Downtown Detroit office rates still a bargain
The rent is not too damn high — at least from a historical perspective.
While downtown office rates have been creeping upward in recent years amid a constriction of available space and more demand in the central business district, tenants are actually paying less per square foot than for most of the last two-plus decades.
The relative bargains are a reminder that the downtown rebound is a somewhat recent and sudden development and suggest that rents still have room to rise.
Crain's analyzed downtown Detroit office rates provided by the Southfield office of Newmark Knight Frank (formerly Newmark Grubb Knight Frank) for each quarter for the last 22 years. Those rates — overall average asking rate, and the average asking rates for Class A and Class B space — were then adjusted to today's dollars.
Adjusted for inflation, the average office tenant paid a peak price of $34.34 per square foot during the fourth quarter of 2000, 65.5 percent more than the current average rate of $20.76, according to Newmark Knight Frank data.
It's almost as deeply pronounced for Class A space — which has the best amenities and finishes. Today's Class A rental rate is $24.36 per square foot, but in the third quarter of 2001, tenants paid inflation-adjusted rent of $38.12 per square foot, 56.5 percent more than now.
And Class B office space reached an inflation-adjusted high in $36.88 per foot in the first quarter of 2001, 84.5 percent more than the current rate of $20.21 per square foot.
While tenants are paying higher rates generally as buildings are rehabbed and quality office space availability declines, rents have primarily stayed in the $20 to $26 range, depending on the year.
"I can't think of too many things that cost what they did in 1998," said Peter McGrath, an associate broker in the Southfield office of Colliers International Inc.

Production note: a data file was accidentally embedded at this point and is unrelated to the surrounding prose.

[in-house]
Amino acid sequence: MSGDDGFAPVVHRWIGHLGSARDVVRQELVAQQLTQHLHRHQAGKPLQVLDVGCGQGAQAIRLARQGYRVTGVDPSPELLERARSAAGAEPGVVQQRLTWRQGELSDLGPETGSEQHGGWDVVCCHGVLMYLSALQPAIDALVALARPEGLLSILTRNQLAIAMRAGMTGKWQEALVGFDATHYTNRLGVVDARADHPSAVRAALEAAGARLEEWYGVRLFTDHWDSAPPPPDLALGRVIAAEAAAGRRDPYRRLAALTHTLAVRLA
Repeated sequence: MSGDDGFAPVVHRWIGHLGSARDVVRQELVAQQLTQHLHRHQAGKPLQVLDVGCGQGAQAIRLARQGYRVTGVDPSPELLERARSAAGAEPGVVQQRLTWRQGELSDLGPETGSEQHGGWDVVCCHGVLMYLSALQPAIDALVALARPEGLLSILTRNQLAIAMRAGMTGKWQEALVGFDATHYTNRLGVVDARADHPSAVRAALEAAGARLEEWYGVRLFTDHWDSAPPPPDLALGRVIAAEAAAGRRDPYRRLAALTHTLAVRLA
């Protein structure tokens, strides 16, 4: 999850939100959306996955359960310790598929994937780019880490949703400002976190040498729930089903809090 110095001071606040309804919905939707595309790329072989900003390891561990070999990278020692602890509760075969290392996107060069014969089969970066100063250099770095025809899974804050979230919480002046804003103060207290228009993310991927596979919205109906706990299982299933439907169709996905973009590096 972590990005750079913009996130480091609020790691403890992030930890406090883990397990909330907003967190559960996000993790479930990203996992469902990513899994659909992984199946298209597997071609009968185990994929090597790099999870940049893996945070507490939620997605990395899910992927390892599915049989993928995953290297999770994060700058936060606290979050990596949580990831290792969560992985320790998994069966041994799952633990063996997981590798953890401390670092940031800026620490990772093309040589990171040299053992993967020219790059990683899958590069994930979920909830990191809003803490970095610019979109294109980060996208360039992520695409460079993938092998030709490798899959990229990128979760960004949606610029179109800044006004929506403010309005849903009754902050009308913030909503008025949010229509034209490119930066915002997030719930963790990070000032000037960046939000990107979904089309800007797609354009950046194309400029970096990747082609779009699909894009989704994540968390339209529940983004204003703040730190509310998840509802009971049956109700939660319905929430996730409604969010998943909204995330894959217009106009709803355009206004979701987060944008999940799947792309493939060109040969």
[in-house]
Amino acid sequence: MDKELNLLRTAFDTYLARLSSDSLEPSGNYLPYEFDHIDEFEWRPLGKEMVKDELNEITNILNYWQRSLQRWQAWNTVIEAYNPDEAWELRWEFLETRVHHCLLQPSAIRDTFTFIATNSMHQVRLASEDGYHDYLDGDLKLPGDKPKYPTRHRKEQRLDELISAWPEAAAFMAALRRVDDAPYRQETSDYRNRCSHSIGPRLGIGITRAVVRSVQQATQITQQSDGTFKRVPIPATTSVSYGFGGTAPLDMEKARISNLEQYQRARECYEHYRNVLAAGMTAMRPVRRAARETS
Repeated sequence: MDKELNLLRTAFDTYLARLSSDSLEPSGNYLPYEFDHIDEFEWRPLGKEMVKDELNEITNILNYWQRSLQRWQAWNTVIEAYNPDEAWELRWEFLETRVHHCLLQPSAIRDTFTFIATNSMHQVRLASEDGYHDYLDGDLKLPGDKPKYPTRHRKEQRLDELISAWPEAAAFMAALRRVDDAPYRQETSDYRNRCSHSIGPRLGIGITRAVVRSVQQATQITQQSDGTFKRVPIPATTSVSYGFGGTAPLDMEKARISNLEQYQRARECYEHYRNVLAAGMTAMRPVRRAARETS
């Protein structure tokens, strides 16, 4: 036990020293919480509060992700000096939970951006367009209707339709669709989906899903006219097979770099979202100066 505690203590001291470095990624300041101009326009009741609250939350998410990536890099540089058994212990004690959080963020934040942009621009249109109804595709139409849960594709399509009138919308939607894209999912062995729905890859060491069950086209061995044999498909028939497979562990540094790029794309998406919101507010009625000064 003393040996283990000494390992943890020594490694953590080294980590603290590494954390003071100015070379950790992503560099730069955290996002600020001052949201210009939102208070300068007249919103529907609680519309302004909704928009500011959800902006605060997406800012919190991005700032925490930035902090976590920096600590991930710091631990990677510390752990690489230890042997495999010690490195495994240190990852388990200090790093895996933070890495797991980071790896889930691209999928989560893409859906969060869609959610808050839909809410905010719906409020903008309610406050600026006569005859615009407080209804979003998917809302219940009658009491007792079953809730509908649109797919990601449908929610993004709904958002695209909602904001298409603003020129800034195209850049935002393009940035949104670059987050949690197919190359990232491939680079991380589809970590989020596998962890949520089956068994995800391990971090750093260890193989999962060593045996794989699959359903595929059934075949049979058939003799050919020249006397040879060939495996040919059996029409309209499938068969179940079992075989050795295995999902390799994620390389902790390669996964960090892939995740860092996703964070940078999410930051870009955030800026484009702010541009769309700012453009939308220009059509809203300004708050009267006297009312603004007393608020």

So if you're a downtown office tenant, you actually are paying less per square foot than was the case for most of the last two-plus decades.
Steve Morris, managing principal of Farmington Hills-based brokerage firm Axis Advisors Inc., said downtown's vacancy rate was in the mid 20s from 1995 until Dan Gilbert, the founder and chairman of Quicken Loans Inc. and Rock Ventures LLC, started bringing thousands of his employees there early this decade.
"The rental rates remained flat from 1995-2011 as a result of lack of demand from suburban-based firms and new firms opening in Detroit," Morris said. "Detroit's Class A office buildings — the Renaissance Center, One Detroit Center and 150 West Jefferson — all held their rent around $20 to $22 (per square foot) until 2016, with modest annual increases."
Some smaller tenants like nonprofits and law firms have felt the squeeze as rents have slowly risen in some of their buildings, Morris said.
"Tenants don't realize that they really are getting a pretty good deal," he said.
The fact that rents have remained largely static for so long has made it difficult to financially justify building new office buildings downtown, said Andy Farbman, CEO of Southfield-based Farbman Group.
"Wages and materials today cost more than they did back then, so the yield on cost is still kind of behind what it should cost to build new buildings," he said. "If you're in other CBDs that are building brand new, whether it's Milwaukee or elsewhere, those rents are materially higher than the rents that are being achieved in downtown Detroit today. That's just math."
He also said that companies are using their space differently, putting workers into smaller spaces. For years, the rule of thumb was that the average office tenant needs about 250 to 300 square feet per worker. But Farbman and others have said that figure is shrinking, with some tenants needing perhaps just as little as 110 square feet per worker.
But brokers agreed that even though rents have ticked upward, the central business district still is less expensive than other downtown markets around the country.
"When compared to other markets, the Detroit central business district is still a great value, even in light of the fact that rates are increasing $3, $4 or $5 a foot from building to building," said Sam Munaco, president of Advocate Commercial Real Estate Advisors of Michigan LLC, which is based in Southfield and has an office in Chicago.
"Some of these clients are sticker shocked that they'll have to pay more, but supply is very low and demand is through the roof."
David Friedman, CEO of Farmington Hills-based Friedman Integrated Real Estate Solutions LLC, pointed to the First National Building, now owned by Gilbert.
"We managed that 10 years ago," he said. "That building had so much deferred maintenance. Today it's new everything, and you're talking night and day."
Source Article: Crain's Chicago